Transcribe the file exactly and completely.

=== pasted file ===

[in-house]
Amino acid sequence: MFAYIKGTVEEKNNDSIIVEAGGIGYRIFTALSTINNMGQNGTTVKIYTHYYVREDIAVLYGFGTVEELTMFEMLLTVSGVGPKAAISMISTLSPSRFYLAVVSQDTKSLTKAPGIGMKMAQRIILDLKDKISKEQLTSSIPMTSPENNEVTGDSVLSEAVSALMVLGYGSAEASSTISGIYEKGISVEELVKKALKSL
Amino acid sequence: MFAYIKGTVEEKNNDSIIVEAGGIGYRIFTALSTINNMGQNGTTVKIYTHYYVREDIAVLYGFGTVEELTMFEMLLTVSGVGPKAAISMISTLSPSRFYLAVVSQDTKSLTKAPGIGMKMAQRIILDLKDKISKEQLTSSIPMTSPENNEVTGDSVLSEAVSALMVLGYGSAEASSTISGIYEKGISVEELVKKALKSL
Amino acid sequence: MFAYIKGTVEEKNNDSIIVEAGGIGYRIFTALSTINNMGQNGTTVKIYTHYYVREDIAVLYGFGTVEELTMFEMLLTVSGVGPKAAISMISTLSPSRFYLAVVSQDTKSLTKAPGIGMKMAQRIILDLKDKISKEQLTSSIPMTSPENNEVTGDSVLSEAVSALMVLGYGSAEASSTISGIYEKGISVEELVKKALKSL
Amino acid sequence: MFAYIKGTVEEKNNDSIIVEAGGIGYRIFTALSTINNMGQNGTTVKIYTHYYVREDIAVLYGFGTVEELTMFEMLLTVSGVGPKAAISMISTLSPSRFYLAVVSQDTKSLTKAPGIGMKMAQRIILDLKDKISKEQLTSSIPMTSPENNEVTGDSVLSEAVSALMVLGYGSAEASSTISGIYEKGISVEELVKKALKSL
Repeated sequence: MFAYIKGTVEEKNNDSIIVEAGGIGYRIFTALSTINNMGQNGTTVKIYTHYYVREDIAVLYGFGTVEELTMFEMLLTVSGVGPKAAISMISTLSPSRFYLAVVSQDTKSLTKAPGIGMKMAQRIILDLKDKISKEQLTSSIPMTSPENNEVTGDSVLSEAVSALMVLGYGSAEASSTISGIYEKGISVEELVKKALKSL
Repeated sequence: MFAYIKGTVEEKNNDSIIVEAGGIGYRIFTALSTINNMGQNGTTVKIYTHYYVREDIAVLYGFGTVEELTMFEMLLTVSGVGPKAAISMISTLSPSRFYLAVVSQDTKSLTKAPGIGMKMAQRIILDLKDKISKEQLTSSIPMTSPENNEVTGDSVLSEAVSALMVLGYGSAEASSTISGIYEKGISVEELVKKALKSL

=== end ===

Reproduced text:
[in-house]
Amino acid sequence: MFAYIKGTVEEKNNDSIIVEAGGIGYRIFTALSTINNMGQNGTTVKIYTHYYVREDIAVLYGFGTVEELTMFEMLLTVSGVGPKAAISMISTLSPSRFYLAVVSQDTKSLTKAPGIGMKMAQRIILDLKDKISKEQLTSSIPMTSPENNEVTGDSVLSEAVSALMVLGYGSAEASSTISGIYEKGISVEELVKKALKSL
Amino acid sequence: MFAYIKGTVEEKNNDSIIVEAGGIGYRIFTALSTINNMGQNGTTVKIYTHYYVREDIAVLYGFGTVEELTMFEMLLTVSGVGPKAAISMISTLSPSRFYLAVVSQDTKSLTKAPGIGMKMAQRIILDLKDKISKEQLTSSIPMTSPENNEVTGDSVLSEAVSALMVLGYGSAEASSTISGIYEKGISVEELVKKALKSL
Amino acid sequence: MFAYIKGTVEEKNNDSIIVEAGGIGYRIFTALSTINNMGQNGTTVKIYTHYYVREDIAVLYGFGTVEELTMFEMLLTVSGVGPKAAISMISTLSPSRFYLAVVSQDTKSLTKAPGIGMKMAQRIILDLKDKISKEQLTSSIPMTSPENNEVTGDSVLSEAVSALMVLGYGSAEASSTISGIYEKGISVEELVKKALKSL
Amino acid sequence: MFAYIKGTVEEKNNDSIIVEAGGIGYRIFTALSTINNMGQNGTTVKIYTHYYVREDIAVLYGFGTVEELTMFEMLLTVSGVGPKAAISMISTLSPSRFYLAVVSQDTKSLTKAPGIGMKMAQRIILDLKDKISKEQLTSSIPMTSPENNEVTGDSVLSEAVSALMVLGYGSAEASSTISGIYEKGISVEELVKKALKSL
Repeated sequence: MFAYIKGTVEEKNNDSIIVEAGGIGYRIFTALSTINNMGQNGTTVKIYTHYYVREDIAVLYGFGTVEELTMFEMLLTVSGVGPKAAISMISTLSPSRFYLAVVSQDTKSLTKAPGIGMKMAQRIILDLKDKISKEQLTSSIPMTSPENNEVTGDSVLSEAVSALMVLGYGSAEASSTISGIYEKGISVEELVKKALKSL
Repeated sequence: MFAYIKGTVEEKNNDSIIVEAGGIGYRIFTALSTINNMGQNGTTVKIYTHYYVREDIAVLYGFGTVEELTMFEMLLTVSGVGPKAAISMISTLSPSRFYLAVVSQDTKSLTKAPGIGMKMAQRIILDLKDKISKEQLTSSIPMTSPENNEVTGDSVLSEAVSALMVLGYGSAEASSTISGIYEKGISVEELVKKALKSL